Microsoft Clarifies Its Version of Cloud
"We wanted to clarify what we see as 'the cloud,'" Greschler told eWEEK. "They [VMware] talk about a stack, but it's very much a disconnected stack-between this new infrastructure they've got [vCloud Director], and this new [vSphere] platform. "There is really no connection between the two. When they were showing some of the connections that were out there, it was all just clouds built on virtualization.""We've got virtualization with Hyper-V and System Center, Windows Server and so on. We've also got Azure and a whole suite of, in effect, software services-Exchange, SharePoint, SQL Server and so on," Greschler said. "What we've done is made sure that there is a very strong connection between virtualization and the cloud." Windows Azure is a cloud services operating system that serves as an offsite development, service hosting and service management environment. Using this Microsoft-owned-and-operated system, users can run enterprise workloads in the cloud; build, modify and distribute scalable applications with minimal on-premises resources; perform large-volume storage, batch processing, intense or large-volume computations; and create, test, debug and distribute Web services. For example, from a management perspective, Greschler said, "Microsoft System Center can, from a single pane of glass operations manager, manage an on-premises virtualized cloud, a third-party hosted virtualized cloud and Azure. You can just watch it all. "For a development perspective, you can take .NET apps-virtualized or not-and you can obviously run them as you always have, but you can also move them into Azure. A lot of people think Azure is just about new apps, which is really how VMware is positioning their platform. Ours is very different." Microsoft understands that data centers are going to have a mix of on-premises, third-party hosters and public cloud applications. "We want to make it completely seamless between them," Greschler said. Microsoft is extending improved identity and security software and services out to the cloud as well, Greschler said. "What we wanted to make clear to customers [in the open letter] that: a) we've got a very strong connection between virtualization and cloud; and b) we've got a cloud that's out there [in Azure]. What they're [VMware] really just talking about is virtualization." Microsoft questions scalability, elasticity in VMware cloud Just taking your application and moving it into a VM running somebody else's service isn't giving you any of the benefits of the cloud, Neil told eWEEK. "It won't give you that scalability or elastic behavior for applications that have capabilities to take advantage of that," Neil said. "Here's the real stark contrast," Greschler said. "Why is virtualization so popular? Server consolidation; much easier to do business continuity; rapid provisioning. Look at those benefits in the context of a public cloud: To get server consolidation-forget it. We're talking about server elimination. Don't worry about servers anymore. Business continuity? With virtualization business continuity, you still have to set up your network, etc. ... and that's where VMware is still talking. "What we're talking about with Azure is: Put it on our network-we have data centers all over the world-and it just runs. There's always the battle of live migration, vMotion, blah, blah, blah ... those issues go away with a real public cloud," Greschler said. "And costs, also, tied to all that." Microsoft has more than 10,000 customers currently running their applications on Azure, Greschler said. Many people would call that vendor lock-in. "We wanted to remind everybody that the vision they're [VMware] sort of spinning but don't really have, we've already got today, and it's available now," Greschler said.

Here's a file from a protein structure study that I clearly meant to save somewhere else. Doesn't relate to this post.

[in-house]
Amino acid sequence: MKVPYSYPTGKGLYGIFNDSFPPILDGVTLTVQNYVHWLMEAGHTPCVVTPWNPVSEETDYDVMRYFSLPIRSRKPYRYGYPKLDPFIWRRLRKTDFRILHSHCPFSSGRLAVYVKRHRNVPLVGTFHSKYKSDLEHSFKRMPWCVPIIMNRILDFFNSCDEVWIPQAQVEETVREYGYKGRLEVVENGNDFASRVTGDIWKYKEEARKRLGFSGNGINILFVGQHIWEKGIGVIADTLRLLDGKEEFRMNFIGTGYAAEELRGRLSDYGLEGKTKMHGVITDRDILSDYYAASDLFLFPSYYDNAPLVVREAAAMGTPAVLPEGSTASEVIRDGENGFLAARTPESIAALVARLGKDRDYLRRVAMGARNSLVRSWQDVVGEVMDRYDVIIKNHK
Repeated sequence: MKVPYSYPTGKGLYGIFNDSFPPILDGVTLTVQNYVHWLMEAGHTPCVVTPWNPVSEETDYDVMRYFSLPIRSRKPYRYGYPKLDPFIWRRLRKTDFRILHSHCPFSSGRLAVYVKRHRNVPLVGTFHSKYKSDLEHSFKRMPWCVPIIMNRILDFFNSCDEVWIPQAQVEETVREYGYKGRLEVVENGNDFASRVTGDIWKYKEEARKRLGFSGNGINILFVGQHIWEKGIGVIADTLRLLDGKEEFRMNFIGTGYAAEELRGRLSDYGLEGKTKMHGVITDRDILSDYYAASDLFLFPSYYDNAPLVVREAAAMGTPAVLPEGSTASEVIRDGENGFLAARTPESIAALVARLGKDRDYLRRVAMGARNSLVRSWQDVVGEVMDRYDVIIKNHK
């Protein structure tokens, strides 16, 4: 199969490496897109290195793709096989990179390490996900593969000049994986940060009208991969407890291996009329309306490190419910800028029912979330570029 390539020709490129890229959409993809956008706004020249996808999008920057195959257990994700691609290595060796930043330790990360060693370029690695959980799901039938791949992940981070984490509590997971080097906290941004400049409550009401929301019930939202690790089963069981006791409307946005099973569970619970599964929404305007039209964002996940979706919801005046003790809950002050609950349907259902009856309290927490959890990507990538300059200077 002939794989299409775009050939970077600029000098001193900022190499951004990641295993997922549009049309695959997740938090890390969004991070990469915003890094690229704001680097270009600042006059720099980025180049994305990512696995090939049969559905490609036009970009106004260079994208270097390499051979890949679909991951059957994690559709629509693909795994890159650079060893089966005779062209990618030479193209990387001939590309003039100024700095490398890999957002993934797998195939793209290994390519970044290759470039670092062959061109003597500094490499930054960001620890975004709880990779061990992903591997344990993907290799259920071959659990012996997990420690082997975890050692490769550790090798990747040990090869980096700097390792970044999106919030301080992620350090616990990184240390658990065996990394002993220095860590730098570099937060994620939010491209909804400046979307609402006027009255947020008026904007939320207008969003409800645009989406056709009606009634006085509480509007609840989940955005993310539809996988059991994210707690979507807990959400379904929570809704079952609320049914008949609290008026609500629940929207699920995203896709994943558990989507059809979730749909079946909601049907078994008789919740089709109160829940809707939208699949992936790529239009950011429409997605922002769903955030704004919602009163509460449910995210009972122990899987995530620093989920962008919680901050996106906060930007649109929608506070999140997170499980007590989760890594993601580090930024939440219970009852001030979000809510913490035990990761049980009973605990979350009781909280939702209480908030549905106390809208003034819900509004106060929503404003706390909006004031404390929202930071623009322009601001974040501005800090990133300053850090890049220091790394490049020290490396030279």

Microsoft takes a completely different approach, Greschler said.